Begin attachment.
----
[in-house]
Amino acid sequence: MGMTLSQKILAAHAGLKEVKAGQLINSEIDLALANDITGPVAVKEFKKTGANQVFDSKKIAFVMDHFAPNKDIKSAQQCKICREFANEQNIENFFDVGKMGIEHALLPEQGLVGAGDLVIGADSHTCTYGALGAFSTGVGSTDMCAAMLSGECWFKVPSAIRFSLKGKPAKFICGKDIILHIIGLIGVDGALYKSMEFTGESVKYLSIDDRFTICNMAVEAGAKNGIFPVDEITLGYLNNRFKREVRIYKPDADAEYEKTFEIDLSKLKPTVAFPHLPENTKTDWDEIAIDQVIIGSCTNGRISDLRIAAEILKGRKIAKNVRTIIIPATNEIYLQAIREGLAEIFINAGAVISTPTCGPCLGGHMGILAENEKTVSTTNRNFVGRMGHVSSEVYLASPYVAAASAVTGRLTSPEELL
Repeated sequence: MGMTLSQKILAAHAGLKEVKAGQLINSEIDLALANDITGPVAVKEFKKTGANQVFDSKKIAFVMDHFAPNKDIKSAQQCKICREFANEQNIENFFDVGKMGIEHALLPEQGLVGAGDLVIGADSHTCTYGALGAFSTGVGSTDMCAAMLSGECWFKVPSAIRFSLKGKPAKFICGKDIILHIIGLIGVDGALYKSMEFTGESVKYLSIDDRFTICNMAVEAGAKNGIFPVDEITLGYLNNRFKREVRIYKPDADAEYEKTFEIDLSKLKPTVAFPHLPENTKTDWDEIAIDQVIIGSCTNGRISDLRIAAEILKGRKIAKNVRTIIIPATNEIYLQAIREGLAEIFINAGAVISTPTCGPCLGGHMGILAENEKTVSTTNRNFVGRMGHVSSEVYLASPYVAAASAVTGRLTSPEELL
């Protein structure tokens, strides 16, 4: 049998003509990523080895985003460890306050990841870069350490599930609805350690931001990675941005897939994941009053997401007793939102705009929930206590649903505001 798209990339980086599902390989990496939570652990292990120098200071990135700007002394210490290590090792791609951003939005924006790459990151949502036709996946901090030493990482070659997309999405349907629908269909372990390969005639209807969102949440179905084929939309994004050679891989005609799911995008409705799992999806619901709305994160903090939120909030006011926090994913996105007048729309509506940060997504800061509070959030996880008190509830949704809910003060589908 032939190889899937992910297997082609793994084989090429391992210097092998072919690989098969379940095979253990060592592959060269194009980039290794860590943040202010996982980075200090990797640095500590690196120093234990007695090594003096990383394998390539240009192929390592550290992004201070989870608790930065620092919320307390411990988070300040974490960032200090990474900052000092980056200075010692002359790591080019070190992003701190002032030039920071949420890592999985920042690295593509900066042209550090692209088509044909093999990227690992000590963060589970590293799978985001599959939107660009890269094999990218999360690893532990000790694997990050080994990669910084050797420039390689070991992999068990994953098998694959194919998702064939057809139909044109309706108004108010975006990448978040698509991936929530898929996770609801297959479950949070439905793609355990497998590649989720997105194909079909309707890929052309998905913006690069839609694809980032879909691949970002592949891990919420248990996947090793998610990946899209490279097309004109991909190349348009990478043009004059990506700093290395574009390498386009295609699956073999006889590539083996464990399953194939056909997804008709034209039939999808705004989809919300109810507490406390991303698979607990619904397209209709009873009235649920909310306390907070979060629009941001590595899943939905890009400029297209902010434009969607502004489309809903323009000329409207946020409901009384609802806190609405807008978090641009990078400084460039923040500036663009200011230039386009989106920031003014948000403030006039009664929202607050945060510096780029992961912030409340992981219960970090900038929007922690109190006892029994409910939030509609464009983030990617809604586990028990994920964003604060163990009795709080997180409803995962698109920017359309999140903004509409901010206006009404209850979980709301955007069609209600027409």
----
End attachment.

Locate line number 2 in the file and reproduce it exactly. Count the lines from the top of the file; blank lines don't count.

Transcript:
Amino acid sequence: MGMTLSQKILAAHAGLKEVKAGQLINSEIDLALANDITGPVAVKEFKKTGANQVFDSKKIAFVMDHFAPNKDIKSAQQCKICREFANEQNIENFFDVGKMGIEHALLPEQGLVGAGDLVIGADSHTCTYGALGAFSTGVGSTDMCAAMLSGECWFKVPSAIRFSLKGKPAKFICGKDIILHIIGLIGVDGALYKSMEFTGESVKYLSIDDRFTICNMAVEAGAKNGIFPVDEITLGYLNNRFKREVRIYKPDADAEYEKTFEIDLSKLKPTVAFPHLPENTKTDWDEIAIDQVIIGSCTNGRISDLRIAAEILKGRKIAKNVRTIIIPATNEIYLQAIREGLAEIFINAGAVISTPTCGPCLGGHMGILAENEKTVSTTNRNFVGRMGHVSSEVYLASPYVAAASAVTGRLTSPEELL